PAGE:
Use formal language, including complete sentences, business letter formats, and correct spelling, along with a thought-out outline.
Be thoughtful when copying others to an e-mail. E-mailers love to overuse the CC field. In a business e-mail, you should only copy others when the information being shared is truly relevant for them to see. The business people involved in a CC e-mail should know each other or have at least been introduced and do not have a problem with their e-mail address being shown to the parties involved. If you are not sure if a business associate would mind her or his address being made public, ask. If you are listed in the CC field, you are being copied on a "for your information" basis and a reply is not mandatory. Unless you have something relevant to add to the conversation, you need not respond.
Never forward chain e-mails or spam. When you are on company time and using a company e-mail account, you should never be forwarding any type of nonbusiness-related e-mails. Forwarding an e-mail chain letter or a "top ten list" is not appropriate, no matter how funny you may think it is. Sending out something personal may leave others thinking you are not working hard enough and that you are spending company time surfing the Web or reading personal e-mails.
Only e-mail requested or approved attachments. All e-mail accounts have capacity limits. Sending a potential new client a large file that was not requested will not only fill up the person's inbox and possibly shut down the e-mail, it will certainly tarnish your relationship with him or her. Sending an attachment that is unnecessary and unexpected reflects a lack of consideration toward the recipient. Before e-mailing an attachment to any business associate, you should always ask if it is okay and be sure the associate has the program that is needed to open your attachment (Photoshop, Excel, etc.).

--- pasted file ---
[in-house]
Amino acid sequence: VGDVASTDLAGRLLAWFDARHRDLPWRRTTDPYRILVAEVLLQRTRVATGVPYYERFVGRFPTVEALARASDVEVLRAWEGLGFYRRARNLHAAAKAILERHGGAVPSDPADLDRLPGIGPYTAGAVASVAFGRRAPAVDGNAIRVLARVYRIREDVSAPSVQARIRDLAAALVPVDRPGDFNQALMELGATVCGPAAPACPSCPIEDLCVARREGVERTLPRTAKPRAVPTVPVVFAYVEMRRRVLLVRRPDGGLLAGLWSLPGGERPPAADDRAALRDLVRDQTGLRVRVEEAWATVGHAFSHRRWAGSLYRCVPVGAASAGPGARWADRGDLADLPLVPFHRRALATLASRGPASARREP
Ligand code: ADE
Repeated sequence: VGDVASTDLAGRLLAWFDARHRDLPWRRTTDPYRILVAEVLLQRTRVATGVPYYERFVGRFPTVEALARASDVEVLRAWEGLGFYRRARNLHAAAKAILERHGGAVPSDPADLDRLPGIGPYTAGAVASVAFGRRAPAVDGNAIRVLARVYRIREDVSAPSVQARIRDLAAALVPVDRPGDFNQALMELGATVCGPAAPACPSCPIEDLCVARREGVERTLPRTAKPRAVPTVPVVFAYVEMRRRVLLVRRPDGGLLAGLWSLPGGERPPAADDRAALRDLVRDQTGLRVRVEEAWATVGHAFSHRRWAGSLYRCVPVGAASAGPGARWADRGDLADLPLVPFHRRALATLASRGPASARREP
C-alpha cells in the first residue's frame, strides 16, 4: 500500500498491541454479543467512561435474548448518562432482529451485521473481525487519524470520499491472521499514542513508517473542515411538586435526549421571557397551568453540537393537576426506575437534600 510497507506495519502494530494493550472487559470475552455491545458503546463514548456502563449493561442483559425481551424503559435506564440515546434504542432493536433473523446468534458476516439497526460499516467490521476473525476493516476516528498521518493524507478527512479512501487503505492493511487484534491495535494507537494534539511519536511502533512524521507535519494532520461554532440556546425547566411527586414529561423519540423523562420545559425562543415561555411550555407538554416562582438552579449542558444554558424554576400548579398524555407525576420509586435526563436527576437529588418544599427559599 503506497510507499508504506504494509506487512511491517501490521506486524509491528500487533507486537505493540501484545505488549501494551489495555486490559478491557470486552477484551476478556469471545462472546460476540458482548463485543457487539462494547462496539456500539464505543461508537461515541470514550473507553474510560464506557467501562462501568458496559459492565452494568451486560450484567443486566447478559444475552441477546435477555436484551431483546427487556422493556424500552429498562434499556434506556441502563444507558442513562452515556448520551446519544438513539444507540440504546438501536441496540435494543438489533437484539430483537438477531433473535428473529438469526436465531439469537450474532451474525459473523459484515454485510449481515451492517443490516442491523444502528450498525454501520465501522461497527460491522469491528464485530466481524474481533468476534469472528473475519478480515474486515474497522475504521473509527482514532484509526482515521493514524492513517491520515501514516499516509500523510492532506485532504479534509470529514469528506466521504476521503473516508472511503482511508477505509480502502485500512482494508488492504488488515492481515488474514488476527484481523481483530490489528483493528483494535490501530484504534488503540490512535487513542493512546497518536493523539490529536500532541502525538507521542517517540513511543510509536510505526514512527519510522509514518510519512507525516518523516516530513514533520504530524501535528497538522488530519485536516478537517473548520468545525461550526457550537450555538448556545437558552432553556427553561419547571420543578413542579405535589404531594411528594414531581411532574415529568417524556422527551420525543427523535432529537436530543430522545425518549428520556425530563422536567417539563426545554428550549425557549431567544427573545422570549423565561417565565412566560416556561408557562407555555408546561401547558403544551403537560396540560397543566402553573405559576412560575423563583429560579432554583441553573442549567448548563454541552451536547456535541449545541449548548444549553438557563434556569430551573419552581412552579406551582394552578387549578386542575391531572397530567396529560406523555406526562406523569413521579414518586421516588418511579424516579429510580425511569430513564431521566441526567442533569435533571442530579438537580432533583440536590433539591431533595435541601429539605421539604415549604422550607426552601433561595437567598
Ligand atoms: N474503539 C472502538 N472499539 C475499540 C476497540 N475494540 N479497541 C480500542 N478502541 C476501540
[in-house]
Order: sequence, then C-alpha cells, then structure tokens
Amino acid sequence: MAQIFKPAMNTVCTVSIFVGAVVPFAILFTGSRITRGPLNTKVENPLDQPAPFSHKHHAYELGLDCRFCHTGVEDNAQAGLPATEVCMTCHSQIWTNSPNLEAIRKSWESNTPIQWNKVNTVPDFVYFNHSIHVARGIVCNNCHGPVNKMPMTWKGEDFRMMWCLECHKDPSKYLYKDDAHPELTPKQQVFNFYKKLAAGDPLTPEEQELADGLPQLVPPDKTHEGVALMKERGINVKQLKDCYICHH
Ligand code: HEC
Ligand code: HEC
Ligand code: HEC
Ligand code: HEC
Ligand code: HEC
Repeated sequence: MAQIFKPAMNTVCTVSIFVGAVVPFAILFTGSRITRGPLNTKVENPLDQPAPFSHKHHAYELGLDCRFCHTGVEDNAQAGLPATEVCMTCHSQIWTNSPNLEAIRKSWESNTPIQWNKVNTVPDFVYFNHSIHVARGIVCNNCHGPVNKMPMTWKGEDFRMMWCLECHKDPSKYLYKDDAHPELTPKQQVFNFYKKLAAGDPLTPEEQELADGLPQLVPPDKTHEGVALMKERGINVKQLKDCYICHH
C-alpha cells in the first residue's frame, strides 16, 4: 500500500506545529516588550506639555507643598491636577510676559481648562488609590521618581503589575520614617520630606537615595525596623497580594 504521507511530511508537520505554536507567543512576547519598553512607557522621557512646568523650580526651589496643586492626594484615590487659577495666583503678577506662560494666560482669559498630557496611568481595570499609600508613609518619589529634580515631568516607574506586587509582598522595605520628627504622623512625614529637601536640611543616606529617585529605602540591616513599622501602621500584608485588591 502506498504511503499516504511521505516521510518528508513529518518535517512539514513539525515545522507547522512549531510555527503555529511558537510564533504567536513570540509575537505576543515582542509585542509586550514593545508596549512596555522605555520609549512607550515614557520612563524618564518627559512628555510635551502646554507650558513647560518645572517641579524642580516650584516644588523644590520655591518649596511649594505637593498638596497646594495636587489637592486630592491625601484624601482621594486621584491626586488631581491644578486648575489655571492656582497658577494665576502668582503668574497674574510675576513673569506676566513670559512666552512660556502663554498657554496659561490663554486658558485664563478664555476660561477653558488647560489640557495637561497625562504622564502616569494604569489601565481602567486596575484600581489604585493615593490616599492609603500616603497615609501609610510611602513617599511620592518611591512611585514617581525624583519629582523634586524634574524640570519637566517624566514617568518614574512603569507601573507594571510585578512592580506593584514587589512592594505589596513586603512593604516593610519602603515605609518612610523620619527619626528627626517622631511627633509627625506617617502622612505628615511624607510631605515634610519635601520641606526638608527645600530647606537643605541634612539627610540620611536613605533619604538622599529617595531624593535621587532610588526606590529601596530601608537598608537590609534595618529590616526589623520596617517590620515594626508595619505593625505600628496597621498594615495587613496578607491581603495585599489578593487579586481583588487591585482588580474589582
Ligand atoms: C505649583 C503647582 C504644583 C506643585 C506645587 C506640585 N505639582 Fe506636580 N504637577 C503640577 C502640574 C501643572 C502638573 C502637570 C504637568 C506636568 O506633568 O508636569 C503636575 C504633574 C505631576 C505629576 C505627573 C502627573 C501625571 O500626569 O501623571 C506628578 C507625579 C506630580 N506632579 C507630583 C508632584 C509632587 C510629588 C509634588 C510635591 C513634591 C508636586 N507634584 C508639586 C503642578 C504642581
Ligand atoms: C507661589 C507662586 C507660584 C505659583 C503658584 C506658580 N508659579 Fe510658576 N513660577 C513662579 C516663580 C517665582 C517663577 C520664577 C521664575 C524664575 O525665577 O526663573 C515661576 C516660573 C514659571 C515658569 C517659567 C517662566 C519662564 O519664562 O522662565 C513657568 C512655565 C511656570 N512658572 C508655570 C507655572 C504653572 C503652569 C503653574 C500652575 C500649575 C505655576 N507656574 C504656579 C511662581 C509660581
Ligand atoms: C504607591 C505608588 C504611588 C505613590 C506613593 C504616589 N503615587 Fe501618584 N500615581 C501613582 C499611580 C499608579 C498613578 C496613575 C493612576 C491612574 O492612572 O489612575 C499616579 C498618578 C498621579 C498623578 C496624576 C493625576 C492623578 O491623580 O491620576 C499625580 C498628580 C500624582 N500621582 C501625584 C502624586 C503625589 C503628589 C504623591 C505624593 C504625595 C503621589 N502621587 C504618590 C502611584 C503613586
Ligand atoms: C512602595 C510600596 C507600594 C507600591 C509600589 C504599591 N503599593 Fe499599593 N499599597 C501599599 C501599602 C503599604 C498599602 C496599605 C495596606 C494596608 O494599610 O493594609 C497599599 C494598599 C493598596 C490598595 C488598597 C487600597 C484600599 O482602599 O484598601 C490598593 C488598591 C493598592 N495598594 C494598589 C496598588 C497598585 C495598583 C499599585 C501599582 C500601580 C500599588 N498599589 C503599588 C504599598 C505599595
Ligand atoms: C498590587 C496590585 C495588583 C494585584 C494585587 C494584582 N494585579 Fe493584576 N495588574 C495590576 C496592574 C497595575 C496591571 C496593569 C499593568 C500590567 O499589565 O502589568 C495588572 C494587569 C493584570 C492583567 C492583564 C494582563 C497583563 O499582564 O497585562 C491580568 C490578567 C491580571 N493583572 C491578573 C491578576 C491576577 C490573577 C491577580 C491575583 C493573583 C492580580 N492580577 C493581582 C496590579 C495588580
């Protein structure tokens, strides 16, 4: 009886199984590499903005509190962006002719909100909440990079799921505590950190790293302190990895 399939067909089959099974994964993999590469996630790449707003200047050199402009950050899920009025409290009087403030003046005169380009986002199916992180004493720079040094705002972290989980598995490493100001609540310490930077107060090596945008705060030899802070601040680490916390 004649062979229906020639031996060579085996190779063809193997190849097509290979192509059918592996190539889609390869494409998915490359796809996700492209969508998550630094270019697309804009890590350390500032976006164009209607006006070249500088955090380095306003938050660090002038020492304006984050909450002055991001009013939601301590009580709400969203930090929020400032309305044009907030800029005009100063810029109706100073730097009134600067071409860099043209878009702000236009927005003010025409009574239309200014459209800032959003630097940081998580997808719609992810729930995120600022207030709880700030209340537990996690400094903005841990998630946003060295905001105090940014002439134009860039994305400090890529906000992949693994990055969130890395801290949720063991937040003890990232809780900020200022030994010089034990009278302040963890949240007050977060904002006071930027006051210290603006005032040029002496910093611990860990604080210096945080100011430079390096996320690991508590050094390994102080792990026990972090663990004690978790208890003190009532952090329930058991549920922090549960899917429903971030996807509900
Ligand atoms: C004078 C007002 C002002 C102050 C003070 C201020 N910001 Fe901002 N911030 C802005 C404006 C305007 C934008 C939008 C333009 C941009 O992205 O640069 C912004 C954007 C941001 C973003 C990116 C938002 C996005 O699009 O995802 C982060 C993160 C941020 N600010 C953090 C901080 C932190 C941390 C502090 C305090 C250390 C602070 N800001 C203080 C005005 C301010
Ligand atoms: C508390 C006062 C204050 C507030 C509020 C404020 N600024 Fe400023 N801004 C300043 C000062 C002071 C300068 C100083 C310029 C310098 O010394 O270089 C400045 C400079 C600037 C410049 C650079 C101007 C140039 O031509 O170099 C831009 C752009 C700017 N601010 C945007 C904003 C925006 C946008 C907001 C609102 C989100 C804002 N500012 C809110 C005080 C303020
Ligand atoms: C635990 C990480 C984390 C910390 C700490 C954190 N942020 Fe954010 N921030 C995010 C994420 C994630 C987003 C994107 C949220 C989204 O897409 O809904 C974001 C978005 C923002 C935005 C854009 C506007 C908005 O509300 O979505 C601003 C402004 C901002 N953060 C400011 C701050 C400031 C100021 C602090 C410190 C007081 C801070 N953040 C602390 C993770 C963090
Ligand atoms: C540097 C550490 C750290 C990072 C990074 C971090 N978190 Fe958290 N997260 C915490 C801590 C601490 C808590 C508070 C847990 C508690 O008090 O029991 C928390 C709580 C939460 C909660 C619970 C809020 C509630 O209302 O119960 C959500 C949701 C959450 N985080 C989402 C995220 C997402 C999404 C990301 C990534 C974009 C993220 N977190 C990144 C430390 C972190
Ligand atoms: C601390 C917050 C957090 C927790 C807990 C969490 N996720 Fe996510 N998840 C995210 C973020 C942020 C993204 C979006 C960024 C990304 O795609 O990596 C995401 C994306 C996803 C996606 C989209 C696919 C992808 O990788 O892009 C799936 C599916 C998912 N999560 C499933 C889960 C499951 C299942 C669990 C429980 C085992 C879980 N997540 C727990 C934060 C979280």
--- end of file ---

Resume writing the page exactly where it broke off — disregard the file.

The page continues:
Use automatic response messages when away. An auto-response message alerts anyone that sends you an e-mail that you will be away from the office. That way, an associate will not be offended when you do not reply to an e-mail right away.
Example: I am currently out of the office and have limited access to e-mail. I will be back in the office on Monday, May 17. In case of any urgent work, you may contact Mr. James Daniels at Jdaniels@mycompany.com during my absence.
Only use the "Priority" setting when time is truly of the essence. If you send every e-mail branded as important, you stand to minimize all future e-mails and possibly offend your recipient by misleading the person with a statement of urgency. This feature should be reserved for those occasions in which your e-mail is in fact timely, so use the "Priority" setting sparingly and with discretion.
End with a closing signature: Your e-mail should end similarly to a business letter, with a closing such as Thank you, Sincerely, Yours truly, Best regards, etc., along with your name, title, company, phone, fax, and Web site link. Do not get carried away with slogans, awards, associations, quotes, etc. A signature line should be at most four to six lines long. Anything longer may well be received as a bit egocentric or in some cases unprofessional.
Example: Amy Green
Denault Associates, Inc.
Proofread: Because business e-mails are composed so quickly and sent so frequently, writers tend to let their grammar and spelling slip. Keep in mind that anyone can read an e-mail you write, from the chief executive officer on down. So being sloppy with grammar and spelling may mean putting forward a less-than-desirable impression. Plus, if you are writing to a customer, your bad grammar will reflect poorly on your company as well. Be sure to proofread each and every e-mail you send out. Once you hit that send key, you will not have another chance to!